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This historical marker relates the history of the rock formations named in honor of John Champe, a soldier during the Revolutionary War. The rocks reach 2,257 feet above sea level and were part of the West Virginia Maneuver Area during the early 1940s, a site used to train members of the United States military as mountaineers.

  • John Champe historical marker near Champe Rocks
  • View during Summer
  • View from the river
  • View in the Fall
John Champe was a sergeant during the Revolutionary War and lived near this marker. Champe was tasked by General George Washington and Major Lee to kidnap Benedict Arnold. At the time, Benedict Arnold was across British lines, and although the mission almost succeeded, it ultimately failed. During the plot, Champe acted as an American deserter in order to join the ranks of the British army. He was forced to abandon the mission hours before the capture due to the reassignment of Arnold. Arnold was to command an assault on Virginia with Champe among his ranks. Sergeant Champe eventually escaped since the opportunity to capture Arnold had passed.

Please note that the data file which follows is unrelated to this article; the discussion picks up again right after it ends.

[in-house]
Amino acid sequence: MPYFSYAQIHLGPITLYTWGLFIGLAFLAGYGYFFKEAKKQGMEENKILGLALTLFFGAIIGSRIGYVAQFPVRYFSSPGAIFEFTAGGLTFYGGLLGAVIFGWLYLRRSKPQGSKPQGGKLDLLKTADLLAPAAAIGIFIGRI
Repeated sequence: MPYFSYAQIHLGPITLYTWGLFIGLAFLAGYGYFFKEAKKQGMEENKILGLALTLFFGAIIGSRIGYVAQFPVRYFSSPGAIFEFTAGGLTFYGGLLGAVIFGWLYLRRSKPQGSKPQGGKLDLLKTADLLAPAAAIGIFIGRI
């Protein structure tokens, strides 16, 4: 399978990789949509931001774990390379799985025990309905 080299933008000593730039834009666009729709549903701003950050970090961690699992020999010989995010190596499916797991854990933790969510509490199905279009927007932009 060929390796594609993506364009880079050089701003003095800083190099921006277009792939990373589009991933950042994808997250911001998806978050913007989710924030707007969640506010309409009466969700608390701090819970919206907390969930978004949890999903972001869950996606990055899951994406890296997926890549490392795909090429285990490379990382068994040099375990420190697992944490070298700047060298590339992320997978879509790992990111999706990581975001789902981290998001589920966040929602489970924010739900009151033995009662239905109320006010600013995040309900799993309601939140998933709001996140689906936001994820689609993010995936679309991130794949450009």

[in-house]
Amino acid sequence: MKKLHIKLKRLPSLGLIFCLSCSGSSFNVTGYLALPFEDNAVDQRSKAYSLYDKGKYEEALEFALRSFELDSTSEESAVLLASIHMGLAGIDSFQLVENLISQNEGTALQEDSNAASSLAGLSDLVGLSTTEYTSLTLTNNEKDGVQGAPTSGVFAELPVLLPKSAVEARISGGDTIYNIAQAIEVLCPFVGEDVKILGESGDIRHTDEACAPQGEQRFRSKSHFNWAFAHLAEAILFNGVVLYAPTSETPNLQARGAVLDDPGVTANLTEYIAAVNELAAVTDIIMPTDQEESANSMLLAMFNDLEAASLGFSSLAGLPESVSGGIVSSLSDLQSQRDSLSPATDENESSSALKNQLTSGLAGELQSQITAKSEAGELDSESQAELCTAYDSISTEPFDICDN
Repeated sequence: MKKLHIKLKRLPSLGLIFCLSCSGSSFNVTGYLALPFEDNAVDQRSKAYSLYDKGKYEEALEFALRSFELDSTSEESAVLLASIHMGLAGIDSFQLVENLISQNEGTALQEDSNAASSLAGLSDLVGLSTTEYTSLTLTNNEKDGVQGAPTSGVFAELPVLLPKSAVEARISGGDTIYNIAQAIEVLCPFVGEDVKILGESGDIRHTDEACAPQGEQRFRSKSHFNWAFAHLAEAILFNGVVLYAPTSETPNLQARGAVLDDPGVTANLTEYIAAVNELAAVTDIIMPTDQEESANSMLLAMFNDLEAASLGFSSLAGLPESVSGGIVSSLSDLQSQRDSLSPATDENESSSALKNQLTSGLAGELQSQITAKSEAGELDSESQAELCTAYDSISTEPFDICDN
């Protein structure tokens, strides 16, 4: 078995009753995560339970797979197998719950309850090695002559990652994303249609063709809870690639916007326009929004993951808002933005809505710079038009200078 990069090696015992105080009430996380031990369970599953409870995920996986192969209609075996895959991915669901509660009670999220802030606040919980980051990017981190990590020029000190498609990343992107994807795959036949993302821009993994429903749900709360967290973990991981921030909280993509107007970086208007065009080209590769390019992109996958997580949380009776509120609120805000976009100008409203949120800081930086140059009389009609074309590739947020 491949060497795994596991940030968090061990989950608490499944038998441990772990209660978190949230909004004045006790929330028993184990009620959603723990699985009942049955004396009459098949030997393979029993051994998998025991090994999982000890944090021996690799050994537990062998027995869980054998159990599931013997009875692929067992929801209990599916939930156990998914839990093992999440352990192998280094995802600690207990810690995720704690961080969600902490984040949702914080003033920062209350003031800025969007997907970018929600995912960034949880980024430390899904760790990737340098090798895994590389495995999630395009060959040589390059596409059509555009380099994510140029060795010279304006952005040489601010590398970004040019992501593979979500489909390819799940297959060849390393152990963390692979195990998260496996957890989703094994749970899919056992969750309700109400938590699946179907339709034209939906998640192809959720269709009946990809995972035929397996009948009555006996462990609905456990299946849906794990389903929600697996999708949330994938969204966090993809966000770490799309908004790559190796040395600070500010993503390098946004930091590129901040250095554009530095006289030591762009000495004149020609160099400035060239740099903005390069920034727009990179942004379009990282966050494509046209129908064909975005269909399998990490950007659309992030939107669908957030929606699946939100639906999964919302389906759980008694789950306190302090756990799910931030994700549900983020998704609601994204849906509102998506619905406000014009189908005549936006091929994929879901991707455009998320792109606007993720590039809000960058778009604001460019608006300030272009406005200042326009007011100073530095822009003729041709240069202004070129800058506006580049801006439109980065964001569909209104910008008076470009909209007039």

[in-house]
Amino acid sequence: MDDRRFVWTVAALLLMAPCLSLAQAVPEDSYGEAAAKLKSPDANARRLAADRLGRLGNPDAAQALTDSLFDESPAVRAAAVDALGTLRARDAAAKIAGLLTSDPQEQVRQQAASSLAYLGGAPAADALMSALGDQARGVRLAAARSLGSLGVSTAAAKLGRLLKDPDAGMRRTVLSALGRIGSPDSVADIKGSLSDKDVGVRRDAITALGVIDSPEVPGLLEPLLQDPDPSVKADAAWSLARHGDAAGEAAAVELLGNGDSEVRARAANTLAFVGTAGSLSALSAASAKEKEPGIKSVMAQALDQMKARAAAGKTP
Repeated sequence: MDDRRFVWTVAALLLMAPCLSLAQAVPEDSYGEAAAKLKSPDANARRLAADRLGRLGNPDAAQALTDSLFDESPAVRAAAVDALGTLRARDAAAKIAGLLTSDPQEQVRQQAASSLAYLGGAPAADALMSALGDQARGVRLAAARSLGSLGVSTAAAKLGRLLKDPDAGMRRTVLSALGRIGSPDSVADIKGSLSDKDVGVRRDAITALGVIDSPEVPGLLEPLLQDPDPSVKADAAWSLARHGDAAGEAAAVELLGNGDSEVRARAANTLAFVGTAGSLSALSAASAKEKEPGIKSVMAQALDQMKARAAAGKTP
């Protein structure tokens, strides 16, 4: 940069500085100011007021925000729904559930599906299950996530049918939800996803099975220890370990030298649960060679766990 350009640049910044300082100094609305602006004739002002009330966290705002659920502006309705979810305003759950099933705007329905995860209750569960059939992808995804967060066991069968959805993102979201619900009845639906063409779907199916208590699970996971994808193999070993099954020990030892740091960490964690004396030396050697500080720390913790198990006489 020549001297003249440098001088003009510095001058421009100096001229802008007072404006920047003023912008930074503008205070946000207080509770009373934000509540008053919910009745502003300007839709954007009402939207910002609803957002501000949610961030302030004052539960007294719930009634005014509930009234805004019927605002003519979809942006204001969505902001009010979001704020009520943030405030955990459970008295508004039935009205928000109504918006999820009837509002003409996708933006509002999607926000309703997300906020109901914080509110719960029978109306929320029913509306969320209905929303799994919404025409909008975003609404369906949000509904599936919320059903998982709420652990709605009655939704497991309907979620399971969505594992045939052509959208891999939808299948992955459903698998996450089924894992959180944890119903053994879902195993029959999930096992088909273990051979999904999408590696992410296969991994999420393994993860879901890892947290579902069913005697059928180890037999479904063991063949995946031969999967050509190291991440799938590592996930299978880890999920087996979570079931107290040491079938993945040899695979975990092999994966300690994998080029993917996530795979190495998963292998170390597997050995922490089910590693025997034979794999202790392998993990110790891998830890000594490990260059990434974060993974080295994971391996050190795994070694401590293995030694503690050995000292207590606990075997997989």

During World War II, Champe Rocks were used along with several other rock formations as American military training camps. The United States military observed how similar the West Virginia mountains were to those in Italy.  The soldiers that trained here became known as the Mountain Training Group and were also known as ski troopers or snow soldiers. Along with rock climbing, soldiers were able to take nearby classes to learn how to use pack mules and carrier pigeons. 

"Champe Rocks Topo Map, Pendleton County WV (Hopeville Area)." TopoZone Champe Rocks Comments. N.p., n.d. Web. 27 Sept. 2016. "Share Champe Rocks." E-WV. N.p., n.d. Web. 27 Sept. 2016. Whetsell, By Robert C. " ." WWII Assault Training at Seneca Rocks. N.p., n.d. Web. 27 Sept. 2016.